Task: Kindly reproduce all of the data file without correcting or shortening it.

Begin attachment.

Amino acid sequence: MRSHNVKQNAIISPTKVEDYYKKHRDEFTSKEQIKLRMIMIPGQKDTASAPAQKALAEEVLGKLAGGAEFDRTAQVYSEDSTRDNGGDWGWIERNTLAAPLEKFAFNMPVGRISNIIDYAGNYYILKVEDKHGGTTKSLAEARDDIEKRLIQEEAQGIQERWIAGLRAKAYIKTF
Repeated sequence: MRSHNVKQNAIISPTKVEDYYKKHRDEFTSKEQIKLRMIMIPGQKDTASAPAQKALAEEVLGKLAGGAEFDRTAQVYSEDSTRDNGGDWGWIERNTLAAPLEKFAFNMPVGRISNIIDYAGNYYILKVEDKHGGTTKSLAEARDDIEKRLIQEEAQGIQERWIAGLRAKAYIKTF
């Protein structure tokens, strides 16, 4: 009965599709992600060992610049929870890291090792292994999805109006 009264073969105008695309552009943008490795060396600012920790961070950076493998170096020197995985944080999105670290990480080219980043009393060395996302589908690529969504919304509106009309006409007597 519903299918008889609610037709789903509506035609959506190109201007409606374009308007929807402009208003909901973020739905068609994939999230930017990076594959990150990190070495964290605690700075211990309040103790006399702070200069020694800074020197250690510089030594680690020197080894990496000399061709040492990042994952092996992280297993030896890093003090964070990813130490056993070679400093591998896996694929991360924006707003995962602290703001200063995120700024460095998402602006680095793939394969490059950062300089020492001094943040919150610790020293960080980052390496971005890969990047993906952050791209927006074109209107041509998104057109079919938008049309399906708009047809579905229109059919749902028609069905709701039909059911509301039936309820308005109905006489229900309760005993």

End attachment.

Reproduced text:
Amino acid sequence: MRSHNVKQNAIISPTKVEDYYKKHRDEFTSKEQIKLRMIMIPGQKDTASAPAQKALAEEVLGKLAGGAEFDRTAQVYSEDSTRDNGGDWGWIERNTLAAPLEKFAFNMPVGRISNIIDYAGNYYILKVEDKHGGTTKSLAEARDDIEKRLIQEEAQGIQERWIAGLRAKAYIKTF
Repeated sequence: MRSHNVKQNAIISPTKVEDYYKKHRDEFTSKEQIKLRMIMIPGQKDTASAPAQKALAEEVLGKLAGGAEFDRTAQVYSEDSTRDNGGDWGWIERNTLAAPLEKFAFNMPVGRISNIIDYAGNYYILKVEDKHGGTTKSLAEARDDIEKRLIQEEAQGIQERWIAGLRAKAYIKTF
């Protein structure tokens, strides 16, 4: 009965599709992600060992610049929870890291090792292994999805109006 009264073969105008695309552009943008490795060396600012920790961070950076493998170096020197995985944080999105670290990480080219980043009393060395996302589908690529969504919304509106009309006409007597 519903299918008889609610037709789903509506035609959506190109201007409606374009308007929807402009208003909901973020739905068609994939999230930017990076594959990150990190070495964290605690700075211990309040103790006399702070200069020694800074020197250690510089030594680690020197080894990496000399061709040492990042994952092996992280297993030896890093003090964070990813130490056993070679400093591998896996694929991360924006707003995962602290703001200063995120700024460095998402602006680095793939394969490059950062300089020492001094943040919150610790020293960080980052390496971005890969990047993906952050791209927006074109209107041509998104057109079919938008049309399906708009047809579905229109059919749902028609069905709701039909059911509301039936309820308005109905006489229900309760005993």